Canada's new top general on the F-35

The No. 1 question for the country's No. 1 soldier? John Geddes has the answer

As Canada’s new Chief of Defence Staff, Lt.-Gen. Tom Lawson takes on an massively complex task heading up the Forces just as the government looks to overhaul its “Canada First Defence Strategy.” Yet of all the questions Lawson might be have been asked, one overshadowed all others as his was introduced as CDS by Defence Minister Peter MacKay on Parliament Hill this morning.

Where does the country’s new top soldier—himself a former fighter pilot and, most recently, deputy commander of North American Aerospace Defense Command in Colorado—stand on the controversial F-35 fighter jet?

After all, as a longtime top Air Force officer, Lawson has been outspoken in his support for the F-35, also known as the Joint Strike Fighter. When the U.S.-led development of the so-called next generation fighter hit a major setback early last year, it was Lawon who defended the jet “without hesitation” as “the only aircraft for the future.”

Back then, the Harper government also seemed firmly committed to the F-35. But last spring the Conservatives changed their messaging in the face of troubling questions about the multibillion-dollar cost of the acquisition, stressing that the Joint Strike Fighter was only one option and that Canada hadn’t signed any contract to buy.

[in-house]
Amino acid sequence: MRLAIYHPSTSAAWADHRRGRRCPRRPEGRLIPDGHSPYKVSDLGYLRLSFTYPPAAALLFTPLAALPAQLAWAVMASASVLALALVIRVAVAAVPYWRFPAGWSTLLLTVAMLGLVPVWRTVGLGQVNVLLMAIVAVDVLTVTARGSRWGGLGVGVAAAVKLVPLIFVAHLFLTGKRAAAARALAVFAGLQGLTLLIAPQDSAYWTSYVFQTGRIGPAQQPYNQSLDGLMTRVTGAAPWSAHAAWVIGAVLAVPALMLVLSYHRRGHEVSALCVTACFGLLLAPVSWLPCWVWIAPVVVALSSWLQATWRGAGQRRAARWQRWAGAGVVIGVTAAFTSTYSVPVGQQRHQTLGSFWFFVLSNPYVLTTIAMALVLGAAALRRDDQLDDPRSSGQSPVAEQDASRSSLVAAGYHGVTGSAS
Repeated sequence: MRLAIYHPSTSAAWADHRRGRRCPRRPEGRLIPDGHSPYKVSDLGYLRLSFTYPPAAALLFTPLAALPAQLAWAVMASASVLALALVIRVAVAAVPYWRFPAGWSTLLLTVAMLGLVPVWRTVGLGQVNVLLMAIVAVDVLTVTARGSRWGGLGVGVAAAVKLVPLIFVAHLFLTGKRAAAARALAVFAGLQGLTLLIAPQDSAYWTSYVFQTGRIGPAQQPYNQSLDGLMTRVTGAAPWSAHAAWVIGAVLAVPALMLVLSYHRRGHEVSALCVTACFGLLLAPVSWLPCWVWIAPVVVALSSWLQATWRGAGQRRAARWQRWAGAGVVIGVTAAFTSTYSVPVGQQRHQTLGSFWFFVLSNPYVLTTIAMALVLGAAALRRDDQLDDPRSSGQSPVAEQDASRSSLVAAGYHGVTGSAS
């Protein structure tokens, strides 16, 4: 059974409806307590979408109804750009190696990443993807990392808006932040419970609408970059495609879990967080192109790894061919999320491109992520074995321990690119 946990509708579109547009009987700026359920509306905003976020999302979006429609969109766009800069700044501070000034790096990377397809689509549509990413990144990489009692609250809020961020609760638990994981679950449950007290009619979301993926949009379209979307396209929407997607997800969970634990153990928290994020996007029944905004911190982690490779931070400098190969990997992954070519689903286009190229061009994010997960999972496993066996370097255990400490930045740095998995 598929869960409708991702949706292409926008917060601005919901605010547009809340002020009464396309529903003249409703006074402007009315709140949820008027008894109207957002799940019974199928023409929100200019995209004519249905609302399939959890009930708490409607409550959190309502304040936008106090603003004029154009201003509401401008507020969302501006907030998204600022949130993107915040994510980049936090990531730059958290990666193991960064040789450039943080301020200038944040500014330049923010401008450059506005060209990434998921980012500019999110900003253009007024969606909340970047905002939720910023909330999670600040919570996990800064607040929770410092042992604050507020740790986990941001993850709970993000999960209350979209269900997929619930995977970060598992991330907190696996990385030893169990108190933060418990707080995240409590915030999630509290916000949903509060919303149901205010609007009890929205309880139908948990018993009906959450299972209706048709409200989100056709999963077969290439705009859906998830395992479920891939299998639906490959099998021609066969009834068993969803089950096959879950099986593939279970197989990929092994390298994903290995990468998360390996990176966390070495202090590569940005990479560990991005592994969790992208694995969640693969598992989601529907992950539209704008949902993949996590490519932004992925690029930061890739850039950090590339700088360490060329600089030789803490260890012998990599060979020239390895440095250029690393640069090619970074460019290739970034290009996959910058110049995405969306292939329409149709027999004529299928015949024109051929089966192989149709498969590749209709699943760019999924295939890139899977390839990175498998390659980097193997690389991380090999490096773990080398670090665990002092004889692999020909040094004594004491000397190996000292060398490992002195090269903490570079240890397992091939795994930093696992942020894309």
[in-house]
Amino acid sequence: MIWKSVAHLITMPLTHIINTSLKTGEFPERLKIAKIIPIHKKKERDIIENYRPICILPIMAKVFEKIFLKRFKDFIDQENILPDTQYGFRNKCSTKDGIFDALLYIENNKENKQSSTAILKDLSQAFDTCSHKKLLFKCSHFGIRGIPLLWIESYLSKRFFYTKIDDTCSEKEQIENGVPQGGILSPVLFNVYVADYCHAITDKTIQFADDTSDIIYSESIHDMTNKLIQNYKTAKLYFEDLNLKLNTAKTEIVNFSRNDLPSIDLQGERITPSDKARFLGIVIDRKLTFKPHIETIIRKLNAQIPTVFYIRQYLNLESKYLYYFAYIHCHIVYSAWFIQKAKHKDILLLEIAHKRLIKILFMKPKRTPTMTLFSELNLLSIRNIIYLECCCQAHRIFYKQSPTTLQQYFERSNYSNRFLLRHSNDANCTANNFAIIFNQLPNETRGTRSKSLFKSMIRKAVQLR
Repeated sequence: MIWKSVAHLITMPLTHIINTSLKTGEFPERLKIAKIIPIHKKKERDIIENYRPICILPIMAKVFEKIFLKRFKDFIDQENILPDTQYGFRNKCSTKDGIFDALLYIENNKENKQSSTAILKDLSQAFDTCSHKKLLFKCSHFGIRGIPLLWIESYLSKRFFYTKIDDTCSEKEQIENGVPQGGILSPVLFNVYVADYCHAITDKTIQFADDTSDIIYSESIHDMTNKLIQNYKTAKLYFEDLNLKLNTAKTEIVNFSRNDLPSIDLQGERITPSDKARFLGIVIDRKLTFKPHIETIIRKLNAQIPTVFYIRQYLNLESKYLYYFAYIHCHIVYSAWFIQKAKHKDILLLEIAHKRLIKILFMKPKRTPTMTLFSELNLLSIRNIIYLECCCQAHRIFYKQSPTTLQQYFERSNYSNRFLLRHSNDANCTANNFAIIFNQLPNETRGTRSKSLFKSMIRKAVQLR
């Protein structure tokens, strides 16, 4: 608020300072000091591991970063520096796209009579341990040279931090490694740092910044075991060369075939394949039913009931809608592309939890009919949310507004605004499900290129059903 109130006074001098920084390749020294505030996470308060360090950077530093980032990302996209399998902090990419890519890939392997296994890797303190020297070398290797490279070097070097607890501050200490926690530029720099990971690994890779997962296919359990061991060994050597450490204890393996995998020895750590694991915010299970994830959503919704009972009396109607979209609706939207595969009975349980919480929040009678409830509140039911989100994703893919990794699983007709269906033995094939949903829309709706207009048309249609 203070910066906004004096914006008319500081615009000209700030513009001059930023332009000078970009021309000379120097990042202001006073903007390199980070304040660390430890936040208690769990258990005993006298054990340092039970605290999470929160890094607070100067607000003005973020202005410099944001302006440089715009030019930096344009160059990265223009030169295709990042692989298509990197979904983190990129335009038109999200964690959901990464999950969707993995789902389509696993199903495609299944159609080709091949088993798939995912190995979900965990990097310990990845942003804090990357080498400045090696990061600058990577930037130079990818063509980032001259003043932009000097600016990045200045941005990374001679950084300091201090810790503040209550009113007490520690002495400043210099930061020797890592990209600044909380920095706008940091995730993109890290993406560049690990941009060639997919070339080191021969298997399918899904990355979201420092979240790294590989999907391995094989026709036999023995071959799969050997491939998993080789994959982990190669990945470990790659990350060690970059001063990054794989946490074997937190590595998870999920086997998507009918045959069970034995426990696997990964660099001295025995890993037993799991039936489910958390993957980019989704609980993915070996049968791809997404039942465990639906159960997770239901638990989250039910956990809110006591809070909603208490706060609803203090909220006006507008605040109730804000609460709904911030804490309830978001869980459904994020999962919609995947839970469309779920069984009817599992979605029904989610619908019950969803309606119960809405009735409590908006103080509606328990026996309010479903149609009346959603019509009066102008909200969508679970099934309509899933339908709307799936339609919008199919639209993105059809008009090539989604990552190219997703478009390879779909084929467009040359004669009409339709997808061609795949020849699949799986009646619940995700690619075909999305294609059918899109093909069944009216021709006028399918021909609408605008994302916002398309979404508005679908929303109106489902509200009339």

So how did Lawson handle the inevitable questions about whether or not Canada should buy these jets? Here was his initial, cautious response: “The F-35 in particular is part of a whole-of-government effort and we will continue to take our lead on the F-35 from the government.”

Pressed to be clearer on his own preferences, he said: “The F-35 is a program that is hitting milestones and doing quite well. It will continue to contend for the replacement for the CF-18. I’ll be providing our best advice throughout the process.”

That bit about “hitting milestones” was as close as an endorsement as he came. Hardly emphatic. Still, as his only hint at an assessment, it was definitely on the positive side. It would be fair, then, to guess that Canada’s new top general remains favourably disposed, as he has been in the past, toward the most contentious military procurement of recent times.

More to come on the story of this key appointment later today.

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